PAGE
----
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Radioactive leak at Sellafield later blamed on radon

31 January 2014

High radiation levels have been reported at Sellafield, the nuclear facility in north west England. A local newspaper, the News and Star, reported that around 8,000 of the 10,000 workers on the site had been told not to come to work on January 31 until the cause of problem has been identified.

A statement from Sellafield Ltd said: "As a result of a conservative and prudent decision, the Sellafield site is operating normally but with reduced manning levels today. This follows the detection of elevated levels of radioactivity at one of the on-site radiation monitors at the north end of the site. Essential workers only are being asked to report for work.

"Levels of radioactivity detected are above naturally occurring radiation but well below that which would call for any actions to be taken by the workforce on or off the site. The site is at normal status and employees and operational plants are continuing to operate as investigations continue. All our facilities have positively confirmed there are no abnormal conditions and are operating normally.

"We have taken this decision to focus on investigation and avoid disruption on and off the site (such as traffic disruption in the west Cumbria region).

"If this had happened during the working day we would just allow people to go home as normal. There is no risk to the general public or workforce."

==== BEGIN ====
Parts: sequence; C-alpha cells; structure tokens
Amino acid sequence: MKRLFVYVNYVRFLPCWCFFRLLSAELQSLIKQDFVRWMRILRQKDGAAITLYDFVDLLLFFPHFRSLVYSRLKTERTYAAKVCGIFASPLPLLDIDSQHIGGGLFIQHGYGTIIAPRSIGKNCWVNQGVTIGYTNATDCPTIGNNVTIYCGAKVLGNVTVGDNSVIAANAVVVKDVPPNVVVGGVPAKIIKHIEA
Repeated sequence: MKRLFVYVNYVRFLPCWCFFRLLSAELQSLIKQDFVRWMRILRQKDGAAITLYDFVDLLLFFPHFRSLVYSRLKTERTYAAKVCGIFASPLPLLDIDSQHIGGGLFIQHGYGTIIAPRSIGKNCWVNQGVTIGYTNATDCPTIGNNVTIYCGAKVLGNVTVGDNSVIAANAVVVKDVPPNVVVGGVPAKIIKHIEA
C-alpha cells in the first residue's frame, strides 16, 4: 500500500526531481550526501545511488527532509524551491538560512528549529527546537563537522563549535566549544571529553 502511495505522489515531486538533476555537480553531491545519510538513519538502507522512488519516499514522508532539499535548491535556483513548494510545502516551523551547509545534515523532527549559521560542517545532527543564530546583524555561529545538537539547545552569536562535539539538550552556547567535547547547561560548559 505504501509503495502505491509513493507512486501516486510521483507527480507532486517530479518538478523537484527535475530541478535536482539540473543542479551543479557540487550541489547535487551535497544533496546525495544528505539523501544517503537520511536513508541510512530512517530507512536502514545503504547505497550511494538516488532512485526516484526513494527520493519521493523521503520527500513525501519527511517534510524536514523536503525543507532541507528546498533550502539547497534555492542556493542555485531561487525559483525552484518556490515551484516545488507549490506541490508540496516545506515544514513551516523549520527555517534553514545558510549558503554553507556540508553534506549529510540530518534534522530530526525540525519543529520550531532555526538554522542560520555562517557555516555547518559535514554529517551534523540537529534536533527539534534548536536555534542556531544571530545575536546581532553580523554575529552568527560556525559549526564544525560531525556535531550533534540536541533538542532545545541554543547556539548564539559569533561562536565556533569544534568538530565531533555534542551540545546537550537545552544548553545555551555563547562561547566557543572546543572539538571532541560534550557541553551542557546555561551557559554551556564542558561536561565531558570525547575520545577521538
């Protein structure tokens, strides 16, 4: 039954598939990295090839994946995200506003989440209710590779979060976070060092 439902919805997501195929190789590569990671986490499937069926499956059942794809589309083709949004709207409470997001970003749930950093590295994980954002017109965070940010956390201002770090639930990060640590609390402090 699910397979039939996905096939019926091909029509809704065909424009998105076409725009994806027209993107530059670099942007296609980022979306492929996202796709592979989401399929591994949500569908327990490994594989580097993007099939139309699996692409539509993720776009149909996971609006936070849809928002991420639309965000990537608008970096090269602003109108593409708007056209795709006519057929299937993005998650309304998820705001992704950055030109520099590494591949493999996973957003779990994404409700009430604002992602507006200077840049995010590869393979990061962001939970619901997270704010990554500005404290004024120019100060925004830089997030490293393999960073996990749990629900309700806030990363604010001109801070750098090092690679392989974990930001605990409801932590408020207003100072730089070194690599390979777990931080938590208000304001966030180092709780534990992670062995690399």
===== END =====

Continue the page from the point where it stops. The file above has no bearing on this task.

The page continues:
A spokesman for the government's safety watchdog, the Office for Nuclear Regulation, said: "We are satisfied that Sellafield continues to take appropriate action in response to the enhanced activity levels. The levels are not increasing and we are satisfied that Sellafield is making progress with determining the source of the activity. We expect to have further information around midday."

A spokeswoman for the Department of Energy and Climate Change (Decc) confirmed the elevated radioactivity but said they were "well below levels of concern". The plant was still operating and not offline, she said, but all non-essential staff had been asked to leave the site.

Later in the day Sellafield Ltd said it had found that radon, a naturally occurring radioactive gas that comes from rocks and soil, was the cause.

"This is a very rare occurrence and the alert is over. Everything will be back to normal on Saturday," said a spokesman from the Nuclear Decommissioning Authority (NDA), the public sector body that owns the site.

The ageing facility continued to operate normally during the morning and the operator and the government said there was no risk to the public. According to a Reuters report, it was the first time local inhabitants could recall staff being sent home.

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